More than 15,000 unaccompanied migrant children are currently in custody at the US’ southern border with Mexico, with more than 5,000 held in temporary Customs and Border Protection (CBP) facilities deemed“unacceptable and inhumane,” in the words of Texas Governor Greg Abbott. Border crossings almost tripled in February compared to one year earlier, and are on track to hit a two-decade high, Homeland Security Secretary Alejandro Mayorkas said last week.
Photos from inside one of these facilities in Donna, Texas, reveal massive overcrowding inside makeshift tent shelters. The pictures, shared with Axios on Sunday by Rep. Henry Cuellar (D-Texas), show these plastic-lined “pods” operating at double capacity, with groups of children huddled between crude, plastic sheet dividers.
Border Patrol agents are “doing the best they can under the circumstances,” Cuellar said, but described the temporary shelters as “terrible conditions for the children.”
Another batch of photos released on Monday by conservative watchdog group Project Veritas shows similar scenes at the same Texas facility, with children sleeping under foil blankets in fishbowl-style “pods.” Project Veritas founder James O’Keefe claimed that these children have suffered “multiple sexual assaults, normal assaults and daily medical emergencies,” citing an unnamed source.
O’Keefe’s claims have been backed up by the New York Times, which last month described conditions within such facilities as “akin to jails.” There has so far been no mention of sexual assault in the Donna facility, but reports of sexual assault in detention centers proliferated during the Trump years.
Throughout his campaign, Biden promised a “fair and humane” border policy, and his administration insists that its host of recently opened “overflow facilities” are a world away from the “cages” former President Donald Trump kept unaccompanied minors in. Although Mayorkas has described CBP facilities as “no place for a child,” he insisted last week that federal agents would “safely receive, shelter and transfer” them into more suitable, longer-term accommodation.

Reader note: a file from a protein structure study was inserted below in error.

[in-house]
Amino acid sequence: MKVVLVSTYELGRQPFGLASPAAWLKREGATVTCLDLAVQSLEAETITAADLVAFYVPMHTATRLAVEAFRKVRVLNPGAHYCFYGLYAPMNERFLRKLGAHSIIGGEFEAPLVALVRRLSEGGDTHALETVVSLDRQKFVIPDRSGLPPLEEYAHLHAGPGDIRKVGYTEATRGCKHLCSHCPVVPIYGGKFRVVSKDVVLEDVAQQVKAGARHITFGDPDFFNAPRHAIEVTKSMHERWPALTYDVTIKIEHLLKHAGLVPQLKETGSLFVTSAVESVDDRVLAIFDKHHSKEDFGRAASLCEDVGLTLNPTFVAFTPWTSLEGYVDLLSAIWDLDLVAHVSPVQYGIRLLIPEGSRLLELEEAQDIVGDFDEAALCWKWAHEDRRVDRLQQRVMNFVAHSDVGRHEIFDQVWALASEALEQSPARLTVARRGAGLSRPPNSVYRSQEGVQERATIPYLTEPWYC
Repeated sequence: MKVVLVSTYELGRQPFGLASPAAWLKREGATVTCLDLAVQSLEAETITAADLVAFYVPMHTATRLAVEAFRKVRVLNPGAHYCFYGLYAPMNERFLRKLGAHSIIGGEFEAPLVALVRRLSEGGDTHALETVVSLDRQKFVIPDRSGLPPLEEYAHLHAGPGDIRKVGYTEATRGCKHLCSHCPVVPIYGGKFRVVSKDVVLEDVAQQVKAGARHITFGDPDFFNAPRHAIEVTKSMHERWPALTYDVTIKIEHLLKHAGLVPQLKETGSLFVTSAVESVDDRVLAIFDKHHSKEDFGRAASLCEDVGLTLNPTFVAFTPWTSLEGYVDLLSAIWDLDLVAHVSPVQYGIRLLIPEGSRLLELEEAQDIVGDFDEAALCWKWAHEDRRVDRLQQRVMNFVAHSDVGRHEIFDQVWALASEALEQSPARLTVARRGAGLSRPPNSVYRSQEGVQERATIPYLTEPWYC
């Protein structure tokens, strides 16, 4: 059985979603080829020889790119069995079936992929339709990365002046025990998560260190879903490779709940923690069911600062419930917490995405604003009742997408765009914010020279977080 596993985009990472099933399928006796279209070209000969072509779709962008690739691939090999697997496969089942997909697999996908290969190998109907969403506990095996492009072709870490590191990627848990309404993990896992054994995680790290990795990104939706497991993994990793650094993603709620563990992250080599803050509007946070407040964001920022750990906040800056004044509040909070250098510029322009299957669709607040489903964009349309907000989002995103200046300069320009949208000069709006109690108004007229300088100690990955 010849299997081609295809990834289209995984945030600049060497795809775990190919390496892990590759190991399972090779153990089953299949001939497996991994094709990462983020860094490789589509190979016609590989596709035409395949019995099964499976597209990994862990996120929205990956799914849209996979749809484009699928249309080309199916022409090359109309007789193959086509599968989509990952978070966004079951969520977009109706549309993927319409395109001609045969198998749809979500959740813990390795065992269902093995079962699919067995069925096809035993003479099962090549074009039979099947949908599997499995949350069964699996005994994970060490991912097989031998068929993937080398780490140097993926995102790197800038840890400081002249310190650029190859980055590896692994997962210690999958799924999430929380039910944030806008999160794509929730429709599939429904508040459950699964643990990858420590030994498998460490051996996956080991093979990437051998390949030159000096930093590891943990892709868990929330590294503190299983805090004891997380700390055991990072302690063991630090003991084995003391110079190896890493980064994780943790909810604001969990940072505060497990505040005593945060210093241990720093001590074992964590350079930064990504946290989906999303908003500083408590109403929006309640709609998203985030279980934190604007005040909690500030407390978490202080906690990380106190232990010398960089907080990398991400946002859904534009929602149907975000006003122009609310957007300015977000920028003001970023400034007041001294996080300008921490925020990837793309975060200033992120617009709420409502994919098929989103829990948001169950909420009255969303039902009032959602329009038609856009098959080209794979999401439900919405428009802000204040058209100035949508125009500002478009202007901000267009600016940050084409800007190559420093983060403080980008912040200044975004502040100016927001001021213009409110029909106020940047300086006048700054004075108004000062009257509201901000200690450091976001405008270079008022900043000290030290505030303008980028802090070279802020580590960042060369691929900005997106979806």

Yet the kids are spending an average of 136 hours in these facilities, far beyond the legal limit of 72 hours. Moreover, getting an accurate look at the conditions they are kept in has proven difficult. Until now, no public photos from inside these facilities have been shared, journalists have been kept out, and CBP agents have reportedly been forbidden by an unofficial gag order from speaking to the media.
Asked about this apparent stonewalling, some Democrat lawmakers have defended Biden’s no-access policy. “I don’t necessarily think that it’s appropriate for journalists to be inside centers that are not permanent places for children,” Rep. Linda Sanchez (D-California) told CNN on Friday.
The current border surge came immediately after Biden reversed nearly all of Trump’s immigration policies by executive order, including a coronavirus-related policy turning back all asylum seekers at the border, and the so-called ‘Remain in Mexico’ policy that saw Central American migrants wait in Mexico until their asylum claims could be processed.
Nevertheless, the Biden administration has blamed Trump for the current crisis, with Mayorkas accusing Trump of tearing down “the orderly systems” supposedly established by the Obama administration.
Trump, meanwhile, has been scathing in his criticism of Biden. “We proudly handed the Biden Administration the most secure border in history,” he said in a statement on Sunday. “All they had to do was keep this smooth-running system on autopilot. Instead, in the span of just a few weeks, the Biden Administration has turned a national triumph into a national disaster. They are in way over their heads and taking on water fast.”
Though she worded her statement differently than Trump did, Roberta Jacobson, Biden’s border czar, admitted earlier this month that reversing Trump’s strict policies may have freed “pent up demand” from migrants to enter the US, and that Biden’s “more humane policy” may be driving more people to make the “decision” to cross the border.
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